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Major changes are coming to Canadian competition law

Canada appears to be on the verge of implementing “generational” changes to its antitrust/competition laws. While they have not been finalized yet, the changes proposed have the potential to significantly impact businesses across the economy, and to impose standards that meaningfully differ from those that apply in other countries.

Following the release of the government's Fall Economic Statement promising major changes to the Competition Act (Act), the changes were introduced in Parliament on November 27, 2023. These supplemented other changes to the Act that were already proposed and working their way through Parliament in Bill C-56, which is being studied by a parliamentary committee. The parliamentary committee then introduced further significant amendments on November 30, 2023.

What you need to know

Businesses operating in — or considering entering — Canada need to be aware of a number of significant changes that will result when these amendments, which are almost certain to become law, take effect. We are preparing a series of updates on the potential implications of these changes, which include many more than those highlighted below, but the most consequential are likely to be:

  • For the first time, private parties will be able to bring proceedings before the Competition Tribunal seeking civil monetary recovery for non-criminal conduct such as abuse of dominance (similar to monopolization), refusal to deal, tied selling, competitor collaborations falling outside criminal conspiracy, and non-criminal deceptive marketing. Additionally, it will be easier for private parties to obtain “leave” to bring such proceedings.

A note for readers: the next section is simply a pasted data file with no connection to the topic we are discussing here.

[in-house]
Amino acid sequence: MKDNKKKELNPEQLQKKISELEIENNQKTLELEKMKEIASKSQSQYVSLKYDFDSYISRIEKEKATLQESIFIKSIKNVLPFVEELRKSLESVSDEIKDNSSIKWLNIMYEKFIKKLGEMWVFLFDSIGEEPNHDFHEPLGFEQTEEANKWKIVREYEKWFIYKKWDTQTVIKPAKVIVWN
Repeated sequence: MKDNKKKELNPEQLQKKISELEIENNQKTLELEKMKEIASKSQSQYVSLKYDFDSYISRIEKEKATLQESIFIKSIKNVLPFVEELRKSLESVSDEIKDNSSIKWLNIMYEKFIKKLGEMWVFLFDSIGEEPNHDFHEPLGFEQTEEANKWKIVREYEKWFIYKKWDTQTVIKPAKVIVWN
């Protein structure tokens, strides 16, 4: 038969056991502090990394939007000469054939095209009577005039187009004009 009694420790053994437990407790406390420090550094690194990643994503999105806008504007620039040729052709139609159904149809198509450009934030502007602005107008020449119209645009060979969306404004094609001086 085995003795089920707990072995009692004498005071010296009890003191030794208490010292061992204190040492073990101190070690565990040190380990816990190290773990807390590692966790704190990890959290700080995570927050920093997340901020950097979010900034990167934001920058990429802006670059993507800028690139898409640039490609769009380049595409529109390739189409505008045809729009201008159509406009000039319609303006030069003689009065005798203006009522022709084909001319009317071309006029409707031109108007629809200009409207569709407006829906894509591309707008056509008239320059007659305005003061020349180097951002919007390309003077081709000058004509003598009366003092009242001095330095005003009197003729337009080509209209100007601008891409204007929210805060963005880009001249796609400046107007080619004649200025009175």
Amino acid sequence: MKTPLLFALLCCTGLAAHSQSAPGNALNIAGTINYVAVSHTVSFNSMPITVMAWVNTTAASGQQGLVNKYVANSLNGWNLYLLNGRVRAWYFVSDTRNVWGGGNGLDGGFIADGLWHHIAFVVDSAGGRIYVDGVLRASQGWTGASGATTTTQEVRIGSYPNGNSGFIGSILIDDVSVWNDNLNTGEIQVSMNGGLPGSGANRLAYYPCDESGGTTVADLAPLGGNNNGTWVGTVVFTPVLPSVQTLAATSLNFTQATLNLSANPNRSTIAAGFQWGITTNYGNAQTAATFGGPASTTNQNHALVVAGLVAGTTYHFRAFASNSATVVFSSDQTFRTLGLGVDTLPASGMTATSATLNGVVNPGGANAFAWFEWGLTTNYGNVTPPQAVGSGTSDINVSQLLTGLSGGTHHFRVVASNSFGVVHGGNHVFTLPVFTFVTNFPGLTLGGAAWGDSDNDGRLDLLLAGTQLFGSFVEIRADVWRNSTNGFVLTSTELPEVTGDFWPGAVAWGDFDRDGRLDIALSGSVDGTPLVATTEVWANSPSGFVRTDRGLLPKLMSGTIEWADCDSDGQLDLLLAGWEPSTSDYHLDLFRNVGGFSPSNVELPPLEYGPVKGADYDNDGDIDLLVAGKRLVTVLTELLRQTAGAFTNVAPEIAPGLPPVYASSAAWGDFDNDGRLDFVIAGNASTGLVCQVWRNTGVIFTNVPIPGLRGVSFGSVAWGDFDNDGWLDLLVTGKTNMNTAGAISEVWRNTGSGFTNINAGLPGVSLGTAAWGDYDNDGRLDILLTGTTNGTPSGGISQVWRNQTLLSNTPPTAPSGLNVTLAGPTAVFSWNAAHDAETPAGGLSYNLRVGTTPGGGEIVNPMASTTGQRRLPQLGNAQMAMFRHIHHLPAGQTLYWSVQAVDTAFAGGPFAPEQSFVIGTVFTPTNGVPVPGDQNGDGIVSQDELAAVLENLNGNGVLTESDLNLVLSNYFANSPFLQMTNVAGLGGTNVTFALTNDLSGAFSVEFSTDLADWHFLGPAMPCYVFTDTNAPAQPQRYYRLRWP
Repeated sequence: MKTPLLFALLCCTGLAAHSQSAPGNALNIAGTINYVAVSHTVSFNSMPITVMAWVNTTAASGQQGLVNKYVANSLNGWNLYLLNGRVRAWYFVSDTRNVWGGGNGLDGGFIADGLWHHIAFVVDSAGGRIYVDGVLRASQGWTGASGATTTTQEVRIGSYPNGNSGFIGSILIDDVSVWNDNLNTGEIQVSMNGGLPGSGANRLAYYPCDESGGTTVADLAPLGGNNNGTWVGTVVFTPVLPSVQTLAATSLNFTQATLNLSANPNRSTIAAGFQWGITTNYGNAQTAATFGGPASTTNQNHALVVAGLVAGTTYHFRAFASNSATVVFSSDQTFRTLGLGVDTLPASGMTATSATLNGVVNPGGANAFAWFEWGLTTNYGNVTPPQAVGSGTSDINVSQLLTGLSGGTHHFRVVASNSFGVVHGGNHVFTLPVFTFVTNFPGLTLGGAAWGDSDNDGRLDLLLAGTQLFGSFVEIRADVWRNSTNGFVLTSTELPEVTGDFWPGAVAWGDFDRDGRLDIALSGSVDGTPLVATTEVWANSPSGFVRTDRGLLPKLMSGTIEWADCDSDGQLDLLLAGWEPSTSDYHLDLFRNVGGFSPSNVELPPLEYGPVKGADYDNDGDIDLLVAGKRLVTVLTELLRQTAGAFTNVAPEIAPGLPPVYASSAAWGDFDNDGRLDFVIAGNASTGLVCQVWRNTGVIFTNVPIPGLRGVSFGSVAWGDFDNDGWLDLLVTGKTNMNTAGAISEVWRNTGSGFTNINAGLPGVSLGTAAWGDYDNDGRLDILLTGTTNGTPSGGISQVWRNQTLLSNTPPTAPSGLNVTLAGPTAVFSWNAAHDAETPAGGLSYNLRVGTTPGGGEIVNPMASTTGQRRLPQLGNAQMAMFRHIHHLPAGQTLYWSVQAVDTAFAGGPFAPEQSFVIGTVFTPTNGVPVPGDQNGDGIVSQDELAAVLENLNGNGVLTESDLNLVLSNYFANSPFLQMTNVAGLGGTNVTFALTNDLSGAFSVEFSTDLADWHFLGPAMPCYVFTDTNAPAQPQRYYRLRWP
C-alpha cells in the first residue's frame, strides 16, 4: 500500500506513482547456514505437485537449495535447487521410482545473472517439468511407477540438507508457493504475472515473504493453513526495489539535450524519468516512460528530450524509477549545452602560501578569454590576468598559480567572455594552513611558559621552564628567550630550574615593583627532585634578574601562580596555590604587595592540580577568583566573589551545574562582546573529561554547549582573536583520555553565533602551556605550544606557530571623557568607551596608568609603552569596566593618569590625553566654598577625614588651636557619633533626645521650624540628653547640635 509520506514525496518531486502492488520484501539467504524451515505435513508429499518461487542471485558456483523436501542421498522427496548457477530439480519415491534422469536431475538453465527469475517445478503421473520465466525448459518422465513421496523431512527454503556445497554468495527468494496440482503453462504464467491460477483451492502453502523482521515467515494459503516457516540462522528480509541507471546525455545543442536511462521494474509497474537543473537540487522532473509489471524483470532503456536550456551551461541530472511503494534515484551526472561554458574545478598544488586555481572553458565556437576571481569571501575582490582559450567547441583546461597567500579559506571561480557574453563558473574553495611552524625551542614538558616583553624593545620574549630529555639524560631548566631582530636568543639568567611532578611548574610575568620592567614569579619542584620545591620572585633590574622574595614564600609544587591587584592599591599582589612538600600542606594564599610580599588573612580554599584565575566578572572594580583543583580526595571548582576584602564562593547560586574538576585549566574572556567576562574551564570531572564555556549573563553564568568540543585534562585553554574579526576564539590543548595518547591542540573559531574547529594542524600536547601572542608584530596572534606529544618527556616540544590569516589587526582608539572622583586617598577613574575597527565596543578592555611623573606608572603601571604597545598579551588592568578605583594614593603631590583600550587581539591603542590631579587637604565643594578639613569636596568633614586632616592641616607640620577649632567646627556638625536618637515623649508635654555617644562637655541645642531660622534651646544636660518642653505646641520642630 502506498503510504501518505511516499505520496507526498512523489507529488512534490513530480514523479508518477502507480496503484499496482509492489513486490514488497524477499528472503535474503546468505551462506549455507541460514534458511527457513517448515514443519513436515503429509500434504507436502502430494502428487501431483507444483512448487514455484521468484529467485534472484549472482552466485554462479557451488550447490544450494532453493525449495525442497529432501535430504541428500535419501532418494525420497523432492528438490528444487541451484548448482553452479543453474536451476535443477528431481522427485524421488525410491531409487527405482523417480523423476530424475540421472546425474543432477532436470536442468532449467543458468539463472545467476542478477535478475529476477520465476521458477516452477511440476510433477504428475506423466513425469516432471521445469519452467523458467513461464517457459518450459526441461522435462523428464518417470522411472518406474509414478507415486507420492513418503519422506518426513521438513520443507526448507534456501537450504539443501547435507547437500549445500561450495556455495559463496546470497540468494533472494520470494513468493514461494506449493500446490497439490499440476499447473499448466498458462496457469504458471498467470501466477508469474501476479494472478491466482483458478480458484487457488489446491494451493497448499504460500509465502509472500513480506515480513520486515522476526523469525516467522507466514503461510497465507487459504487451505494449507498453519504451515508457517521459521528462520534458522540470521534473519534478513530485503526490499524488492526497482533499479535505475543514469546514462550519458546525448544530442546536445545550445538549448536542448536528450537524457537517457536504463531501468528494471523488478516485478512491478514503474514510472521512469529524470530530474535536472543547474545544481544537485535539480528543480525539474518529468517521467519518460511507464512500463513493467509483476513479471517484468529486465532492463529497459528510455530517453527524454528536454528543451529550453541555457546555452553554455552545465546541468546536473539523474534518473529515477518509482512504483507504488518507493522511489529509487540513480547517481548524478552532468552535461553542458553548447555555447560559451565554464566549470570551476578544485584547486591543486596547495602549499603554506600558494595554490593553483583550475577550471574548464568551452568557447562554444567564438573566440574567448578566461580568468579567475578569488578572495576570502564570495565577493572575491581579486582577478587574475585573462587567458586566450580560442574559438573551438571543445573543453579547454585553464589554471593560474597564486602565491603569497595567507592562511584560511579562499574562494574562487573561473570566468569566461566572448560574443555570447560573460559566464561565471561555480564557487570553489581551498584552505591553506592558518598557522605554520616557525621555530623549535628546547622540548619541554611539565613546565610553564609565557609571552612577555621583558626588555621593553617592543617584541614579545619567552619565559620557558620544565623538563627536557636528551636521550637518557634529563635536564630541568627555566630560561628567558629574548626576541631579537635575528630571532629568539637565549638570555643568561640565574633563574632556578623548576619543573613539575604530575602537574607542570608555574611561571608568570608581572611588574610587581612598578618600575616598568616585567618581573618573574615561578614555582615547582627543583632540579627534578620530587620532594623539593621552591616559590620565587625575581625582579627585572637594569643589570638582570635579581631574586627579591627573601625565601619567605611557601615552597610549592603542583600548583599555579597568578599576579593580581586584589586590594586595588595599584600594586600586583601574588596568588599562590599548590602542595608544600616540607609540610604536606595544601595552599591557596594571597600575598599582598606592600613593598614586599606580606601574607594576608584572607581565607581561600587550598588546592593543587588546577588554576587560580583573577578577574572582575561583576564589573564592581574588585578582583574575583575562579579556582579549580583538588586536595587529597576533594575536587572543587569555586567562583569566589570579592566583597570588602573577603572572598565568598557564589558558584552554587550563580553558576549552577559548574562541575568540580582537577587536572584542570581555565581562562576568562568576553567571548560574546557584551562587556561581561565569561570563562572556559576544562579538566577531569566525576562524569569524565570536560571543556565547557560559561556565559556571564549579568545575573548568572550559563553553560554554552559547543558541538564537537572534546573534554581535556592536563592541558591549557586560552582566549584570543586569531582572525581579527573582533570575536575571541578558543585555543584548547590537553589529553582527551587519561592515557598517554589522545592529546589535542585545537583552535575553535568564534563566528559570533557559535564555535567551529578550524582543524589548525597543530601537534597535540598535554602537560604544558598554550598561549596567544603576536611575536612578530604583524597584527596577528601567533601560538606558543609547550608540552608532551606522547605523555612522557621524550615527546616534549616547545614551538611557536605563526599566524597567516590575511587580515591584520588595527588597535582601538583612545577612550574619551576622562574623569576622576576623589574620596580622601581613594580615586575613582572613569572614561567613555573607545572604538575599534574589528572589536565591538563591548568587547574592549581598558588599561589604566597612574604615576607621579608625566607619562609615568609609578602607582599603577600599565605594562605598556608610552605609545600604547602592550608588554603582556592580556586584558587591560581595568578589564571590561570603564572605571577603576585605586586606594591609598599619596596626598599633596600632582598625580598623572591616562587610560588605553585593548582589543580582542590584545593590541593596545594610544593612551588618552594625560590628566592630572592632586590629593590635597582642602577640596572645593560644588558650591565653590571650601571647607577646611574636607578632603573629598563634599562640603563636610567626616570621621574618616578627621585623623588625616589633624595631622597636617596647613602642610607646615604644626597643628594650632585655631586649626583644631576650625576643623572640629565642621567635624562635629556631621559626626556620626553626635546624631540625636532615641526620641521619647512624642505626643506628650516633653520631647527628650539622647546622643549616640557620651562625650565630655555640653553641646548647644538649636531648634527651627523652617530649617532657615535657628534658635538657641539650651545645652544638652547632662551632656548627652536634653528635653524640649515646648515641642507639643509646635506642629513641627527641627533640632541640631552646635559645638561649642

• This addresses criticism that recent amendments enabling private parties to bring cases before the Competition Tribunal (Tribunal) did not lead to any significant number of such cases being brought, arguably because of the lack of ability to recover damages. This change may lead to a significant increase in private competition litigation in Canada.
  • The test for abuse of dominance will be amended to make it significantly easier for a claim to succeed. The amendment will remove the requirement for Commissioner of Competition/private parties to prove that a dominant player’s conduct caused a substantial lessening or prevention of competition in a market, which has always been an essential element of the test. Instead, it will be possible for a dominant party to be found liable solely because it engaged in anticompetitive acts, irrespective of effects. The non-exhaustive list of examples of anticompetitive acts will also now include “directly or indirectly imposing excessive and unfair selling prices”. What constitutes “excessive” or “unfair” selling prices is not defined, and will have to be established through caselaw.
    • In tandem with this change, minimum monetary penalties will also increase, to C$25 million for a first violation and $35 million for subsequent violations. Penalties can be higher, and these are in addition to any civil monetary recovery ordered under the new provision making that available.